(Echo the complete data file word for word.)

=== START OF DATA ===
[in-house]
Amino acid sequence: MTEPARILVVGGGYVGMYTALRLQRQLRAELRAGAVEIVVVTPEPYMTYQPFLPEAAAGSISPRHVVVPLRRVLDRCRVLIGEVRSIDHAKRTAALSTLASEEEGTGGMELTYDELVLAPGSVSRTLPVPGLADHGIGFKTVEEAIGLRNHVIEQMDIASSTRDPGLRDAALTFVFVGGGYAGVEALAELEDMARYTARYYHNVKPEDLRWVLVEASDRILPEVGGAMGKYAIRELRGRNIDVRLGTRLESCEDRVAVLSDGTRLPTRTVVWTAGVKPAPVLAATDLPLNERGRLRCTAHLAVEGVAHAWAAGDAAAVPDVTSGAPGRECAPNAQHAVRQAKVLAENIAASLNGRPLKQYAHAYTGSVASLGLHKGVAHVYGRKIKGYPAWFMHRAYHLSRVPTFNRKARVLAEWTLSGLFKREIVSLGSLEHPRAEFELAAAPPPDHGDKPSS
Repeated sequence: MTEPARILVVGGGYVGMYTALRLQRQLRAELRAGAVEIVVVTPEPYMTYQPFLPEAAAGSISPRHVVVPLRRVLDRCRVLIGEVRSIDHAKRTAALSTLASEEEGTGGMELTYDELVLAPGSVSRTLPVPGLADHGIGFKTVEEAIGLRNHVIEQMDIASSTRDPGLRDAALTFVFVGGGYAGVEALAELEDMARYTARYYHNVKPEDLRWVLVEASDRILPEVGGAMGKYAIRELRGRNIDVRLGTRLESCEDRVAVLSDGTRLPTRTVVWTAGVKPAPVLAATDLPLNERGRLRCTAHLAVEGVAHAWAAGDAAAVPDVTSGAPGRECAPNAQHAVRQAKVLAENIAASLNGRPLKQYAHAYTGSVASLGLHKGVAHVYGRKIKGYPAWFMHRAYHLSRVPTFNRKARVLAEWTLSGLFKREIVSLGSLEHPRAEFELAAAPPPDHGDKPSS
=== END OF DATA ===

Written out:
[in-house]
Amino acid sequence: MTEPARILVVGGGYVGMYTALRLQRQLRAELRAGAVEIVVVTPEPYMTYQPFLPEAAAGSISPRHVVVPLRRVLDRCRVLIGEVRSIDHAKRTAALSTLASEEEGTGGMELTYDELVLAPGSVSRTLPVPGLADHGIGFKTVEEAIGLRNHVIEQMDIASSTRDPGLRDAALTFVFVGGGYAGVEALAELEDMARYTARYYHNVKPEDLRWVLVEASDRILPEVGGAMGKYAIRELRGRNIDVRLGTRLESCEDRVAVLSDGTRLPTRTVVWTAGVKPAPVLAATDLPLNERGRLRCTAHLAVEGVAHAWAAGDAAAVPDVTSGAPGRECAPNAQHAVRQAKVLAENIAASLNGRPLKQYAHAYTGSVASLGLHKGVAHVYGRKIKGYPAWFMHRAYHLSRVPTFNRKARVLAEWTLSGLFKREIVSLGSLEHPRAEFELAAAPPPDHGDKPSS
Repeated sequence: MTEPARILVVGGGYVGMYTALRLQRQLRAELRAGAVEIVVVTPEPYMTYQPFLPEAAAGSISPRHVVVPLRRVLDRCRVLIGEVRSIDHAKRTAALSTLASEEEGTGGMELTYDELVLAPGSVSRTLPVPGLADHGIGFKTVEEAIGLRNHVIEQMDIASSTRDPGLRDAALTFVFVGGGYAGVEALAELEDMARYTARYYHNVKPEDLRWVLVEASDRILPEVGGAMGKYAIRELRGRNIDVRLGTRLESCEDRVAVLSDGTRLPTRTVVWTAGVKPAPVLAATDLPLNERGRLRCTAHLAVEGVAHAWAAGDAAAVPDVTSGAPGRECAPNAQHAVRQAKVLAENIAASLNGRPLKQYAHAYTGSVASLGLHKGVAHVYGRKIKGYPAWFMHRAYHLSRVPTFNRKARVLAEWTLSGLFKREIVSLGSLEHPRAEFELAAAPPPDHGDKPSS